Complications associated with pacemaker implants are not common, reports Mayo Clinic. However, infection, puncture of the heart muscle, collapsed lung and damaged blood vessels may occur. Other uncommon problems, such as allergic reactions to dye or anesthesia and swelling, bleeding or bruising at the site are also possible.
A pacemaker is a small device implanted near the heart through a small incision in the collarbone. Pacemaker surgery may be necessary for cardiac resynchronization therapy, aligning the pacemaker with the normal heart rhythm. Pacemaker surgery is most often necessary for regulating the heartbeat during arrhythmia, a condition of abnormal heart rhythm. Different types of pacemakers include single chamber, dual chamber and biventricular, according to Mayo Clinic.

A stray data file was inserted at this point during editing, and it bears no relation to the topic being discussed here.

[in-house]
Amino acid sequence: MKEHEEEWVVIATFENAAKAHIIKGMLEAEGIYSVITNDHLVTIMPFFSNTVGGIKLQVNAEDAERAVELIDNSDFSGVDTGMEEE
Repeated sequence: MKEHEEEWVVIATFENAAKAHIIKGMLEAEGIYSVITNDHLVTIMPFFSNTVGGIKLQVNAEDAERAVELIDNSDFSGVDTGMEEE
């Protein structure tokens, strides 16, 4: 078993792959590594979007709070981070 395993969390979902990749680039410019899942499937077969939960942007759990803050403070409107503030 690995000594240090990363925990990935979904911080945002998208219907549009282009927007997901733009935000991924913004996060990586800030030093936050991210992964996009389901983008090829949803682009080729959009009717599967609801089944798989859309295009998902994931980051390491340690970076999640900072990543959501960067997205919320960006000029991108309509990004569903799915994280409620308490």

Pacemakers consist of a pulse generator and leads, or electrodes implanted into one or more chambers of the heart that pace normal heart rhythm and slow the heart rate. Implanting temporary pacemakers is a viable treatment for abnormal conditions of slow heartbeat resulting from overdose of medication, surgery or heart attack. Implanting permanent pacemakers is a treatment for abnormal heartbeats or heart failure, explains Mayo Clinic.
Following surgery, individuals should avoid heavy lifting or other strenuous activities for about a month. They should adhere to directions on prescribed medications and report any adverse side effect to their physicians. Close contact with cell phones, security systems and other power-generating equipment could interrupt the electrical signal, notes Mayo Clinic.